6. Neologisms: Neologisms are new words or phrases. When you first hear them, they’ll often sound odd, but after a while, if they are used enough, they may become a normal part of the language. Neologisms might start with a single person, but often the precise point they enter the common lexicon is unclear. Neologisms which have made it into the dictionary in recent years include things like laser (an acronym for ‘Light Amplification by Stimulated Emission of Radiation’), Taser (another acronym, well of sorts, this time for ‘Thomas A. Swift’s Electric Rifle’) and Blogging (which originates from ‘Web logging’). Indeed, many of the above words started off as neologisms. Interestingly, the zombie genre is often repleat with neologisms for the undead, such as walkers, twitchers and (from my own book) drifters, each of which signify a slightly different class of zombie-like creature with its own specific characteristics. While the use of neologisms by children is considered normal, the tendency to use them in adulthood can be a sign of psychopathy.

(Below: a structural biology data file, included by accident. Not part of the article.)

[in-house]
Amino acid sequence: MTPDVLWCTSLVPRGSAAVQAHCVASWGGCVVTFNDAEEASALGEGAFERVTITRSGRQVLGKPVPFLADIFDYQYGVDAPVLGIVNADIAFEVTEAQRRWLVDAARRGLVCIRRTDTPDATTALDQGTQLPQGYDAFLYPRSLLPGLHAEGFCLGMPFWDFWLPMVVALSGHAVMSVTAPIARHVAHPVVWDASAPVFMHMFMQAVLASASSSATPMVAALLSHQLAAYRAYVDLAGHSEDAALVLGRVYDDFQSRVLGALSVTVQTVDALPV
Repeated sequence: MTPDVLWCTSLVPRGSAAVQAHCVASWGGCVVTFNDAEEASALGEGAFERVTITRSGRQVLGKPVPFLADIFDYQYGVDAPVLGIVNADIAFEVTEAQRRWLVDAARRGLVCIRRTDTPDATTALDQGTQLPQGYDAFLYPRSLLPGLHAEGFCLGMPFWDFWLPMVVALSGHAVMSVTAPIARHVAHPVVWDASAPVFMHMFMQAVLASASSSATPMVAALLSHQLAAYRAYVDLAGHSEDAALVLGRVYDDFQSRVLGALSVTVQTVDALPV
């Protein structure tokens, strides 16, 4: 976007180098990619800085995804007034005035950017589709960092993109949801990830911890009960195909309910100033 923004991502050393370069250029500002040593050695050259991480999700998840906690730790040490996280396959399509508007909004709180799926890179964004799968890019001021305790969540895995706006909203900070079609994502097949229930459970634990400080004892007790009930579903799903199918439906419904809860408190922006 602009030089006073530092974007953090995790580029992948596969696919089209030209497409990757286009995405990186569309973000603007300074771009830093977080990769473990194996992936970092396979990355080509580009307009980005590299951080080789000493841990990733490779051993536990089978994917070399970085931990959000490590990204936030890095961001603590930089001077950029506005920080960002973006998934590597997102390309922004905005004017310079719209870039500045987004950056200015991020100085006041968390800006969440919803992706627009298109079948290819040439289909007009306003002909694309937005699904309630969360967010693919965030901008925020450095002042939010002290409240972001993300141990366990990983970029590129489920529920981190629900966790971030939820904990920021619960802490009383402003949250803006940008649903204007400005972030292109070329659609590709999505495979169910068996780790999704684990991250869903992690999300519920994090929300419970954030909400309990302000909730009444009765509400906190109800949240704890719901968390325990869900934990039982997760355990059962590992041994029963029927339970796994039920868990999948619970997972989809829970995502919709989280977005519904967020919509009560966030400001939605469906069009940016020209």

7. Stunt Words: A stunt word is a neologism which has no meaning, and they are often used by writers and performers for poetic or humourous effects. Dr. Seuss is probably the most familiar example, but they are remarkably common in literature. Interestingly, the ability to infer the (hypothetical) meaning of a nonsense word from context is used to test for brain damage.